Grandchildren and Alzheimers Disease – Yes

The old man sat on the edge of the bed. His glazed eyes focusing on something unseen by the rest of the room. How long had it been since those eyes lit up? How long since a smile broke his face? What a tragedy! So unjust! Painful to watch really. This old man didn’t even resemble the man he once was. He was trapped in a prison. The prison of Alzheimer’s disease.

But then. . . the old man’s eyes light up and there is a brief connection with the man he once was. Three small boys, his grandsons, have just entered the room. A slow smile twitches on his lips and then it broadens. The boys ranging in age from three to seven boldly walk up to their old grandfather. They have been around this man all their lives. They love him dearly and that love fills the room. The old man tries to talk, to respond to their eager voices. The boys prattle on about their lives. They sit close to him and touch his arms and face as they talk. They even arm wrestle their grandfather, bringing grunts and groans from both parties. When the time comes to go, both grandparent and grandchildren are edified by the experience.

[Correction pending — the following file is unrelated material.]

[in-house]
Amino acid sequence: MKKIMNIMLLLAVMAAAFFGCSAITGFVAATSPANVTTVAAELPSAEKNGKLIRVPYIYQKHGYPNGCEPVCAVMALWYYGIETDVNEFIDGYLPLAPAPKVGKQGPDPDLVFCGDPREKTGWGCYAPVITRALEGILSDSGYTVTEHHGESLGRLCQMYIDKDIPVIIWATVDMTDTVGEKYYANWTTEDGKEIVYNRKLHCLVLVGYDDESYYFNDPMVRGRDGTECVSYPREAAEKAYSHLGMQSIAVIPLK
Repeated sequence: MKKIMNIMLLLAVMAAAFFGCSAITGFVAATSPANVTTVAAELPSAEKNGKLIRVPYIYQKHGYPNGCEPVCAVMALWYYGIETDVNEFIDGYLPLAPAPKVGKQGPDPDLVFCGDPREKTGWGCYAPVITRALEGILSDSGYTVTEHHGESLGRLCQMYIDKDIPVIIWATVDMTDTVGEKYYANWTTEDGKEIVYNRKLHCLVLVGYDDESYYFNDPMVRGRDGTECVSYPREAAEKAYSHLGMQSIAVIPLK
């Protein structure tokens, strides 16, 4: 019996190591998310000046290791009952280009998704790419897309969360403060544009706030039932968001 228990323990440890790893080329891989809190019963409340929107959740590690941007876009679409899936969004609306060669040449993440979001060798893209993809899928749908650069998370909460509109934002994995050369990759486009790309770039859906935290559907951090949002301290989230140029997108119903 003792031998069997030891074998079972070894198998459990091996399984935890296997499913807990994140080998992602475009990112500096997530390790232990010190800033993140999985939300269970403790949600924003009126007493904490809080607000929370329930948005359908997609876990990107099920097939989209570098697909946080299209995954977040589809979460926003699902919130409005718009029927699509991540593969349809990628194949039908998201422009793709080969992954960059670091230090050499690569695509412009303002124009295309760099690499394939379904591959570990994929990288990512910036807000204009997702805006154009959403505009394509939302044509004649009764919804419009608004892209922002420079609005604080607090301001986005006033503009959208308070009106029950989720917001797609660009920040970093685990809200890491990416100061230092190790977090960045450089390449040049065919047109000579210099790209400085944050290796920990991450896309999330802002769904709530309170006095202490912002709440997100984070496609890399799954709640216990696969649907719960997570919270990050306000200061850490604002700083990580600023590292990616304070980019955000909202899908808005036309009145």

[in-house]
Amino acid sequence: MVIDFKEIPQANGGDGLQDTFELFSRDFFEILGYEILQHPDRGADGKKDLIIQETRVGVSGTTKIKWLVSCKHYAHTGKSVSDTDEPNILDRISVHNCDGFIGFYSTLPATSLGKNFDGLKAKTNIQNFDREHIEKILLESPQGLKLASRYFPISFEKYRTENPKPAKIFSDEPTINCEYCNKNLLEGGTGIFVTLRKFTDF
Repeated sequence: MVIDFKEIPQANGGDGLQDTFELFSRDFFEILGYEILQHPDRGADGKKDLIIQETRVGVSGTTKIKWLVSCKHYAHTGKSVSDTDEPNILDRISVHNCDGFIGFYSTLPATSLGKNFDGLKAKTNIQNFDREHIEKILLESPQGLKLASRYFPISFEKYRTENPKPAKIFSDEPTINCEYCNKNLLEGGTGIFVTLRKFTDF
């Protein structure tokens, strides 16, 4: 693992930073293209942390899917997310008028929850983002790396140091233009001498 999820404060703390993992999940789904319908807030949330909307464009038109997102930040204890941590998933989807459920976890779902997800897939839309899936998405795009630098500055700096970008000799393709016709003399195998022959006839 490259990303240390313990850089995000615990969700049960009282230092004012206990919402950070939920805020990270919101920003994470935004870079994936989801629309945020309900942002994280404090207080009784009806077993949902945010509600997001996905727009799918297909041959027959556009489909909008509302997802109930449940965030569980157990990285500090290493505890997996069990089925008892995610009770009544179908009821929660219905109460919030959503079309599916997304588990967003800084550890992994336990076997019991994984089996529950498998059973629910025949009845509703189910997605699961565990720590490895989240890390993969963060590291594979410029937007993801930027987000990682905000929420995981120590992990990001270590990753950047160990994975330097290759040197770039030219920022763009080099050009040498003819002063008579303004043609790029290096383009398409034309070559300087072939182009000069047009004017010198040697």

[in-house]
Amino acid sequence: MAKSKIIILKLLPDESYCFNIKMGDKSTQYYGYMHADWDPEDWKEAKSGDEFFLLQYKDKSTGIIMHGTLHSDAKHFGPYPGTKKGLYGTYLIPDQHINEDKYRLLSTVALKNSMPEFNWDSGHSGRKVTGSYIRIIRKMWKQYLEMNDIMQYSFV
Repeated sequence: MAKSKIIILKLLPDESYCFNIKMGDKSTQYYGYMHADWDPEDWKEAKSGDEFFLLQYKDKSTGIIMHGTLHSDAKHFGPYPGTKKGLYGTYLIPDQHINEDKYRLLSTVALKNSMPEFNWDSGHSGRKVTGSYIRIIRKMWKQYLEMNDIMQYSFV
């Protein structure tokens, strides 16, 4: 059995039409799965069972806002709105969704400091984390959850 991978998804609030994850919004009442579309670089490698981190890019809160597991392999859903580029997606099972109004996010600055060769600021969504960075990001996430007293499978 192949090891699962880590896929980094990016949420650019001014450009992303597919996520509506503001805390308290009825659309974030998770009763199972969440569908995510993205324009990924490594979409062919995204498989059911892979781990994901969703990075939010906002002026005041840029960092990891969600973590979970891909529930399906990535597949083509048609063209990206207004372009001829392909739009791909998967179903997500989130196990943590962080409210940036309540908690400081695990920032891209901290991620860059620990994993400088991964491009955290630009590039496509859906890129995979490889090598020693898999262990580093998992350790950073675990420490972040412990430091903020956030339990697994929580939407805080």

It was my father who had Alzheimer’s disease. He was diagnosed at such a young age that he was placed in a nursing home when my children were still very small. We visited him on a regular basis. He always responded better when the children were there. He got to a stage where he was unable to talk to us at all, but he would always try when the children were there.

I worried that the only memories that my children would have of my father were of the old man suffering so in the nursing home. But every visit gave me a chance to talk to them of the man he once had been. To reminisce of what a great father he was and how he would have enjoyed spending time with his grandsons. They developed a great love and respect for the man he had been as well as the man he now was.

My father has long since passed away. My children are now grown and busy with their own lives. But they have a connection with a grandfather who would have otherwise been lost to them. A connection that will follow them always. I am grateful that my sons saw my father even though he suffered with Alzheimer’s disease.